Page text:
Hiram L. Fong (1906–2004) was an American politician and the first Asian-American to be elected as a U.S. Senator. He was a member of the Republican Party.
Fong was elected to the U.S. Senate in 1959, the same year Hawaii became a state. He made history as the first Asian-American to serve in the Senate.
Hiram Fong served in the Senate from 1959 to 1977. During his time in office, he focused on issues such as civil rights, foreign affairs, and small business.
Here is a brief overview of his life and career:
- Early Life and Education:
- Hiram Leong Fong was born on October 15, 1906, in Honolulu, Hawaii.
- He was of Chinese descent, and his parents were immigrants from Guangdong Province, China.
- Fong attended the University of Hawaii and later studied law at Harvard Law School.
- Political Career:
- Fong began his political career as a member of the territorial House of Representatives in Hawaii in the 1930s.
- He served in the military during World War II.
- In 1959, Hawaii became the 50th state in the United States, and the same year, Hiram Fong was elected as a Republican to the United States Senate, making history as the first Asian-American senator.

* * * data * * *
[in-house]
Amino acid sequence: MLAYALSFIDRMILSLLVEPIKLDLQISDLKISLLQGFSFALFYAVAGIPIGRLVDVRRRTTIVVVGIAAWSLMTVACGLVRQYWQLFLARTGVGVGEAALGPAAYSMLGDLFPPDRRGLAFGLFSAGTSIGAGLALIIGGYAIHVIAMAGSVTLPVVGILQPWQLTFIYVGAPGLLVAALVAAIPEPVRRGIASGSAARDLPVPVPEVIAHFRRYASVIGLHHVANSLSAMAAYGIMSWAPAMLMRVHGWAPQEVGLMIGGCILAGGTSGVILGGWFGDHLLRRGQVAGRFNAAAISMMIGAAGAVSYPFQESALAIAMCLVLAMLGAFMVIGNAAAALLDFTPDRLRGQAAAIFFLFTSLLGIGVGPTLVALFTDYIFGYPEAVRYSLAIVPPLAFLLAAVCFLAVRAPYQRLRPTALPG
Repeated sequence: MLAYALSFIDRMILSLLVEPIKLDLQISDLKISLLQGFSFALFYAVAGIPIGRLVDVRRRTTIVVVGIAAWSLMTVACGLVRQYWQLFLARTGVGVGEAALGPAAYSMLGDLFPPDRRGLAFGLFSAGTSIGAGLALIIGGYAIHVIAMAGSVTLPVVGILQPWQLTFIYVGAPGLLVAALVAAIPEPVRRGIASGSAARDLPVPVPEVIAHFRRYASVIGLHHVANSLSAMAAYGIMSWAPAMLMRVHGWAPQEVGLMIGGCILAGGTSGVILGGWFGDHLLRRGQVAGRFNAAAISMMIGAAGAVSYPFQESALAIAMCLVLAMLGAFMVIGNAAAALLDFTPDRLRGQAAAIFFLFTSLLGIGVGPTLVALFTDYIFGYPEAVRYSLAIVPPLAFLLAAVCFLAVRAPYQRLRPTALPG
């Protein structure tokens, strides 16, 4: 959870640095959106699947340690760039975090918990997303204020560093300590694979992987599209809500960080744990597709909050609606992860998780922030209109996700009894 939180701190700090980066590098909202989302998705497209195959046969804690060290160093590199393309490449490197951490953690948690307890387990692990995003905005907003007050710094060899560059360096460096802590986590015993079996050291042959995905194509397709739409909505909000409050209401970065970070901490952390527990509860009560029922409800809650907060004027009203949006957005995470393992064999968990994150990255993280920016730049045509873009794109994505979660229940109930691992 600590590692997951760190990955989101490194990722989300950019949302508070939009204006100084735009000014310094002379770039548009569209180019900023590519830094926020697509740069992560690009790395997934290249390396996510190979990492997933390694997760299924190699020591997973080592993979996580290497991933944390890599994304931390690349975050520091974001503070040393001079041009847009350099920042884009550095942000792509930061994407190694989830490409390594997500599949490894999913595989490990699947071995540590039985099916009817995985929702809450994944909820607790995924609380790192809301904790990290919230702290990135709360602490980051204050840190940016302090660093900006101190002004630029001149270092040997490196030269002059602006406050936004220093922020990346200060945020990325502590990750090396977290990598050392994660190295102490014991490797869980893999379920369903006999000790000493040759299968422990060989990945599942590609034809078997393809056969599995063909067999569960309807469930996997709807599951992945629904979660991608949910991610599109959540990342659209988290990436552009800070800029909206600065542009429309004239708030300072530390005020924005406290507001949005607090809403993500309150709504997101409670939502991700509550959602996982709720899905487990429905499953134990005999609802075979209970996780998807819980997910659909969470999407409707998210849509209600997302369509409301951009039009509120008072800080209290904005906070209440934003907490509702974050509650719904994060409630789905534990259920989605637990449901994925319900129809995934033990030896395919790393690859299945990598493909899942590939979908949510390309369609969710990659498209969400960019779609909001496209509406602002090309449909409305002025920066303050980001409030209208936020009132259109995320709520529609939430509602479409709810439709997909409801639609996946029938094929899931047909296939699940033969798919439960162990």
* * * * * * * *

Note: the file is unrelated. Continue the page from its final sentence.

- He was re-elected twice and served in the Senate from 1959 to 1977.
- Contributions and Legacy:
- Fong was known for his advocacy of civil rights, foreign affairs, and small businesses during his time in the Senate.
- He co-sponsored the Civil Rights Act of 1964 and the Voting Rights Act of 1965.
- Fong also ran for the Republican nomination for President in 1964 but was not successful.
- After leaving the Senate, he continued to be involved in business and public service.
- Later Life:
- Hiram Fong ran for Governor of Hawaii in 1970 but was unsuccessful.
- He remained active in various civic and business activities.
- Fong passed away on August 18, 2004, in Honolulu, Hawaii, at the age of 97.
Hiram L. Fong’s historic election to the U.S. Senate marked a significant milestone in Asian-American political representation in the United States.
His contributions to civil rights and public service continue to be remembered as part of American political history.